What You Need to Know About Building Muscle

What You Need to Know About Building Muscle

Are you looking to build lean muscle? There are different ways this can be achieved. But understanding how to do so in an efficient, effective, and safe way is most important. In the following, I will discuss the basics of muscle building, what rep ranges to aim for, and how to structure your programs.

Your body is in a constantly state of renewing and recycling the amino acids in your muscles. Think of amino acids as the building blocks of your muscles. If your body removes more aminos than it can replenish, than muscle loss can happen. This is much like weight loss and being in a calorie deficit.

If you are resistance training and making your muscles work hard and don’t replenish those muscles with an adequate amount of protein to recover, not only will you not GAIN muscle, but you risk muscular strain. The key here is to increase the rate of protein depletion while decreasing the rate of protein breakdown.

So how do I achieve that? To build new muscle tissue, is to indeed perform resistance training but focusing on getting enough protein (as well as other essential nutrients) post workout and throughout the day. The correct amount of resistance training ignites your hormonal response toward muscle growth but for this to happen, that protein intake must be higher than protein burned.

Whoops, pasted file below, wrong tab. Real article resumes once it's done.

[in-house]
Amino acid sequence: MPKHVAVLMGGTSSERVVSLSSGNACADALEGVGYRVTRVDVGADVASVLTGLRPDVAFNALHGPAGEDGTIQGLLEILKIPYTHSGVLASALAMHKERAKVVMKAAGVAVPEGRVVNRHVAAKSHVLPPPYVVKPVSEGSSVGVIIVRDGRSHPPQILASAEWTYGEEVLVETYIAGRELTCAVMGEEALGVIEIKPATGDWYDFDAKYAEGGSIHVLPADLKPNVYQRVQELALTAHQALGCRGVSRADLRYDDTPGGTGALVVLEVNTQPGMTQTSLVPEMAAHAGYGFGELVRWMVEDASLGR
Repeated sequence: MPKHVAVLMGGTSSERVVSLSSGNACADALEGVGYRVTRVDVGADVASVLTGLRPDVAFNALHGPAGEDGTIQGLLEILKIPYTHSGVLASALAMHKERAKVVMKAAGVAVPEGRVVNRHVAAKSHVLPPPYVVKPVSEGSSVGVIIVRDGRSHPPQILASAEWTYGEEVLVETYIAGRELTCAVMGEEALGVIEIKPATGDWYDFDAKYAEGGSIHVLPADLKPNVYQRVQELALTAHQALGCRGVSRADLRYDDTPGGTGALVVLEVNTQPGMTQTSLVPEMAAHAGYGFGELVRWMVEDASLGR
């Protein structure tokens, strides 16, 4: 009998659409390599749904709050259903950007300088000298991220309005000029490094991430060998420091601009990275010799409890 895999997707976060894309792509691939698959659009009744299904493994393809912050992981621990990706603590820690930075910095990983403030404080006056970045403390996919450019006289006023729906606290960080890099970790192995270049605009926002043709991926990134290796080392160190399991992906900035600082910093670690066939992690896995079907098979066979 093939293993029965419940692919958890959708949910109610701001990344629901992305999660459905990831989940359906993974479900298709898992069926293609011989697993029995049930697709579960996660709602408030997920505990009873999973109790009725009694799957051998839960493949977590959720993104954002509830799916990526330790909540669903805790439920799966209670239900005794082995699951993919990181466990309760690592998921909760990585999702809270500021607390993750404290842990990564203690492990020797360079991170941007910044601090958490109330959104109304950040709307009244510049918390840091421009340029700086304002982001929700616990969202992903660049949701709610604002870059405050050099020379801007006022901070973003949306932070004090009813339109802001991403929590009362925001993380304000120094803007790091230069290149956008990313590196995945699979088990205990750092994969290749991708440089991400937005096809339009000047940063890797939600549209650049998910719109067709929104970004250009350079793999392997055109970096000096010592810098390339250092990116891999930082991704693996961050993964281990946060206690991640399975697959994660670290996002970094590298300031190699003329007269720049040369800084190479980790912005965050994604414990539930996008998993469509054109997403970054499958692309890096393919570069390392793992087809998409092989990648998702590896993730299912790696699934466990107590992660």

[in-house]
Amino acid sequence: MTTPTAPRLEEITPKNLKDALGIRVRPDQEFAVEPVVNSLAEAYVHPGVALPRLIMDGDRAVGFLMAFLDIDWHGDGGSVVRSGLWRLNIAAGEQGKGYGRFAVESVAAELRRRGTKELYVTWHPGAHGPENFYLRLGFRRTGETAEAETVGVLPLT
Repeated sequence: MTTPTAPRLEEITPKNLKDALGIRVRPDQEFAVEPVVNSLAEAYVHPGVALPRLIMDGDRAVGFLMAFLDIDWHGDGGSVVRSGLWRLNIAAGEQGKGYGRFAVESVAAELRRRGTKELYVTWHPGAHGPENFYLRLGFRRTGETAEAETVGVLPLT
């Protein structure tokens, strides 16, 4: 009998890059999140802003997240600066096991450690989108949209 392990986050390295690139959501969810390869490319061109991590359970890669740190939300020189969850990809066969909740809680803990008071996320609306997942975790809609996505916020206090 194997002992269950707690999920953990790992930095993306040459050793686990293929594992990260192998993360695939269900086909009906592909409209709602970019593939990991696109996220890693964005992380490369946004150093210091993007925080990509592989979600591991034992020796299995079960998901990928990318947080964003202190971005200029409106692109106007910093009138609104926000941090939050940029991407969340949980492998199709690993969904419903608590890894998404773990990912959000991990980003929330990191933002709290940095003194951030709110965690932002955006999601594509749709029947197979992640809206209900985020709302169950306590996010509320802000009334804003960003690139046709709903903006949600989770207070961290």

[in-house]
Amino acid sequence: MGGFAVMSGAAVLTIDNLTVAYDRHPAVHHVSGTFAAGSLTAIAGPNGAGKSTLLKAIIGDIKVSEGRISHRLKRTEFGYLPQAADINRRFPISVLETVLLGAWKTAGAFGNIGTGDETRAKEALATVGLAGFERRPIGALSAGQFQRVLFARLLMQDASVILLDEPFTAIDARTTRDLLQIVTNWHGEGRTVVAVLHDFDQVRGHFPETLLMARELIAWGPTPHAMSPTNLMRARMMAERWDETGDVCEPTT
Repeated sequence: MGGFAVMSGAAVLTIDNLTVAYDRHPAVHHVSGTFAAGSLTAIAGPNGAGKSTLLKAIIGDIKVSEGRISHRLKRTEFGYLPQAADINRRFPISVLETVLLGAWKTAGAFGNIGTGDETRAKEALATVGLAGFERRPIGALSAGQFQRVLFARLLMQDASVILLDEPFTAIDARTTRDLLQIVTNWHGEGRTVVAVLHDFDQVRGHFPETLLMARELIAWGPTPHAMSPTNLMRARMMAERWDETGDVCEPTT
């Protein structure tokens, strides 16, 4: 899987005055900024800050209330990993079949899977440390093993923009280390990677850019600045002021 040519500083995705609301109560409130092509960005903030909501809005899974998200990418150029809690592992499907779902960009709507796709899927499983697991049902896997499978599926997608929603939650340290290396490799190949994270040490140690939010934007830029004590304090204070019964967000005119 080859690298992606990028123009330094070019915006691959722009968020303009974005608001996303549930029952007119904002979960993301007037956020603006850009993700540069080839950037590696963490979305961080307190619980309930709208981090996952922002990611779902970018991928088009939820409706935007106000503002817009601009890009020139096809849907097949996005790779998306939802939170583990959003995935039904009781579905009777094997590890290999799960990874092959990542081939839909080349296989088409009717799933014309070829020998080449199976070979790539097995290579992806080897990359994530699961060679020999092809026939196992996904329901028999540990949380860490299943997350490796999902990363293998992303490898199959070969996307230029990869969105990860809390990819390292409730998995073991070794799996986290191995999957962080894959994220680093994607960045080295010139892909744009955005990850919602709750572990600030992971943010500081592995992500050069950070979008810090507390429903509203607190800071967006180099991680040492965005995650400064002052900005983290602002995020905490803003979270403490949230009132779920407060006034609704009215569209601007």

When considering your training program, consider these different types of rep ranges. 1-5 repetitions help develops more strength, 6-12 repetitions help develops more muscular growth, and 12-20 repetitions helps develop more muscular endurance. No matter the rep range you use, towards the end of each set should be a bit of a struggle to complete the set. Those “tough reps” are the ones that are breaking down those muscle fibers allowing to your body to use that protein we have discussed to help rebuild a stronger muscle.

To elaborate, IF you are choosing the 12-20 rep range, when choosing your weight, you should not be able to complete many more reps after 20 reps. Same applies to the 1-5 reps. Load management is important to avoid injury, but you still want to pick a weight that is challenging so that you can get the most out of the movement.

Something to consider, everybody is different and the way their body responds to specific rep ranges can differ. If you are trying the 1-5 range and don’t see the progress you are looking for after a few weeks, give some of the other ranges a try. Obviously, changes aren’t going to happen overnight, so give it time.

What exercises you are doing is also important but also depends on your goal. For example, if you want to grow your biceps, isolation exercises are great such as biceps curls. Another way to achieve muscle growth in the biceps can be a compound exercise (an exercise the incorporates multiple muscle groups) such as the pull up.

A good rule of thumb is to incorporate 3 sets of 3-5 compound exercises in the beginning of the workout and finish with 1-3 isolation exercises. These do not include warm up sets or work up sets. Generally speaking, depending on your current conditioning 5-7 movements per muscle group training at proper intensity will certainly help build that muscle and prevent over training.

If you have any questions about rep ranges, exercises, program structure, or the protein/nutrients you should be consuming, please do not hesitate to reach out to any one of us at Success Fitness!